Lax obstruent ?
g
?
d
?
s
?
j
?
b
Initial allophone k~k? t~t? s t?~t p~p?
Medial allophone ? d s~z d? b
Final allophone k? t? p?

Most non-morphophonological consonant assimilation rules of Standard Korean are also found in Jeju. /s/ and /s?/ are regularly palatalized to [?] before /i/ or /j/. Lax obstruents are tensed following another obstruent. /h/ aspirates both the preceding and the subsequent lax obstruent. A nasal consonant nasalizes a preceding obstruent[67] or /h/. /l/ becomes [n] following all consonants except itself or /n/, and this [n] can itself nasalize the preceding obstruent so that the underlying sequence /pl/ is realized as [mn]. On the other hand, underlying /ln/ and /nl/ both produce [ll].[68]

Non-morphophonological consonant allophony[67][69]
Jeju word Underlying phonemes Realization
? "strength" /sim/ [?im] Palatalization before high vowel /i/
"on purpose" /j?kpul/ [j?k?p?ul] Lax obstruent tensed after another obstruent
"ox" /paskalswe/ [pat?k?alswe]
"bloodsucker" /h?phelkwi/ [h?p?elgwi] /h/ aspirates surrounding obstruents
"pig's tooth" /tosn(?)i/ [tonni] Nasals nasalize preceding obstruent
"camphor tree" /nokna?/ [no?na?]
"firewood" /s?pna?/ [s?mna?]
"cleverness" /me?la?/ [me?na?] /l/ is realized as [n] after most consonants; underlying /l/ will nasalize preceding obstruent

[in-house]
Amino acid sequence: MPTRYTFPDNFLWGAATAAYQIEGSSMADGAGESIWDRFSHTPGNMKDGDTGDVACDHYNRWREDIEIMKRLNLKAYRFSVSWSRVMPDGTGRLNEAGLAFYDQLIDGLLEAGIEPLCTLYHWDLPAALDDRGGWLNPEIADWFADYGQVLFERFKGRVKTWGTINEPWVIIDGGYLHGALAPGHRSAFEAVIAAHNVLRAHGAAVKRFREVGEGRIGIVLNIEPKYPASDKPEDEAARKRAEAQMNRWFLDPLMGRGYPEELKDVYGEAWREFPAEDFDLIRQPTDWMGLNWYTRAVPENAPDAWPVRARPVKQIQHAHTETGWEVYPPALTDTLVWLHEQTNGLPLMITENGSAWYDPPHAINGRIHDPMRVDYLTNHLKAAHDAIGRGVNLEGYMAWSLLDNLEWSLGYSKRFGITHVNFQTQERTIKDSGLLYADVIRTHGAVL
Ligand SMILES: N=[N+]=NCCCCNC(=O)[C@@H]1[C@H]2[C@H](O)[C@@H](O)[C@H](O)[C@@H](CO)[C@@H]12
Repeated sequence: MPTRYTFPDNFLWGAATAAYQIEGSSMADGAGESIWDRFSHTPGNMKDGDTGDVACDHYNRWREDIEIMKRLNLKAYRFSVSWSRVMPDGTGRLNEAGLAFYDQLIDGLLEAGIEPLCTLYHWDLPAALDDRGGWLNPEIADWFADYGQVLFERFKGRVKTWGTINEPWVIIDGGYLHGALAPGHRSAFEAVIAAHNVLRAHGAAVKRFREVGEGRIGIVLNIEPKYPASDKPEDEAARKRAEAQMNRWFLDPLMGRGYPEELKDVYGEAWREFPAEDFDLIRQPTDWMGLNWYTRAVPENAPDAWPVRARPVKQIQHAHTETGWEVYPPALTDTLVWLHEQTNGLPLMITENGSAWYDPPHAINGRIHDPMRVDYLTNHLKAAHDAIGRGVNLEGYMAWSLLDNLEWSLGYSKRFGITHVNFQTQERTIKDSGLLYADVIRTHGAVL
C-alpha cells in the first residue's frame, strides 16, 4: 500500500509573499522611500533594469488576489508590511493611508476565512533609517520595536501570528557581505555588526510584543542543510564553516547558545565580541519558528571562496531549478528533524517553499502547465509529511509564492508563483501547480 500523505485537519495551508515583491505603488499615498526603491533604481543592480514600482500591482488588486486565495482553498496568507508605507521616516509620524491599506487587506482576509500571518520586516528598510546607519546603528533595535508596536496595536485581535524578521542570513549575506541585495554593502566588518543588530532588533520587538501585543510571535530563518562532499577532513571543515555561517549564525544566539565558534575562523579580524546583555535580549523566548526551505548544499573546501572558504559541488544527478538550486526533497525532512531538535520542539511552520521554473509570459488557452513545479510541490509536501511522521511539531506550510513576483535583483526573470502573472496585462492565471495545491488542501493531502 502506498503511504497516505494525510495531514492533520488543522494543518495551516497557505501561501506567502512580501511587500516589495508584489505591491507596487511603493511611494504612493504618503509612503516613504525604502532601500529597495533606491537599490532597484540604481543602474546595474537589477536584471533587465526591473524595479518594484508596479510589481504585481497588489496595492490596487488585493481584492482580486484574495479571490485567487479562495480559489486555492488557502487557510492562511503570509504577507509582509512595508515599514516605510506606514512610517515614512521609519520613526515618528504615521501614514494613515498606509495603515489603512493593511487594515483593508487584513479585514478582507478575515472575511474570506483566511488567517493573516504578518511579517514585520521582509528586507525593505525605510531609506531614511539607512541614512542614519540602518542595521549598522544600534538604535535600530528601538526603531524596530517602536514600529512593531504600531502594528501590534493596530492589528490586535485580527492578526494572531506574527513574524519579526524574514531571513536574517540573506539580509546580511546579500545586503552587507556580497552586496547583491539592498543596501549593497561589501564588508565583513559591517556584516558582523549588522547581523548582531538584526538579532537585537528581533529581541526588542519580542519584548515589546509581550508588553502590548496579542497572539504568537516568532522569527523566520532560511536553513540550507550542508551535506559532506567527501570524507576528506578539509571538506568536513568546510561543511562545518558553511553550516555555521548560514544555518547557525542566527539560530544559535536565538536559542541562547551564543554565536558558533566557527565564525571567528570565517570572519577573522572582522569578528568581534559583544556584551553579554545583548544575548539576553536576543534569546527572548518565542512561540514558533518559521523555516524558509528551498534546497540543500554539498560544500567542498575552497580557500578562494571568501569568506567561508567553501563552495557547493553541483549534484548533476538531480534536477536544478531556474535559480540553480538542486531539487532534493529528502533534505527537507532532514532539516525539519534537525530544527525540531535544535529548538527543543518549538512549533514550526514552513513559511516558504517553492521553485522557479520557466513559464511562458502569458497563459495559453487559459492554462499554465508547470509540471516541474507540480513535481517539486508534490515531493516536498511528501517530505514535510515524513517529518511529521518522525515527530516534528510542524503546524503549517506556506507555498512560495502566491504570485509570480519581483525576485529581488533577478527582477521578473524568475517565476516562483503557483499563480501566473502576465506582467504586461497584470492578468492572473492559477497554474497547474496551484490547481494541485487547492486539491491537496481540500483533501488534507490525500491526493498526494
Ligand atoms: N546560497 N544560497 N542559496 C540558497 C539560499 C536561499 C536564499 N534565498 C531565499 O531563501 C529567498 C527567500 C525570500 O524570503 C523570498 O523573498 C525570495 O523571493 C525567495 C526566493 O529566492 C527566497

"cooperation" /s?plj?k/ [s?mnj?k?]
? "blade" /k?aln?l/ [k?all?l] /l/ assimilates both preceding and subsequent /n/
"difficulty" /konlan/ [kollan]

Jeju also has consonant allophones that appear only at morpheme boundaries. Some of these are found in Standard Korean, such as the insertion of [n] before i- or j- at most word-internal morpheme boundaries; the palatalization of /t/ to [d?] before an affixal -i; and the tensing of obstruents following certain morpheme-final nasals. Other rules are absent in Standard Korean. For instance, a sonorant-final word or morpheme can trigger aspiration (for older speakers) or tensing (for younger speakers) in a subsequent lax consonant. In some cases this is due to an underlying consonant cluster, but not all cases can be explained in this way. Other Jeju-specific processes include the doubling of a word-final consonant when followed by a vowel, glide, or /h/, and the lenition of /p/ to [w] at some word boundaries.[70]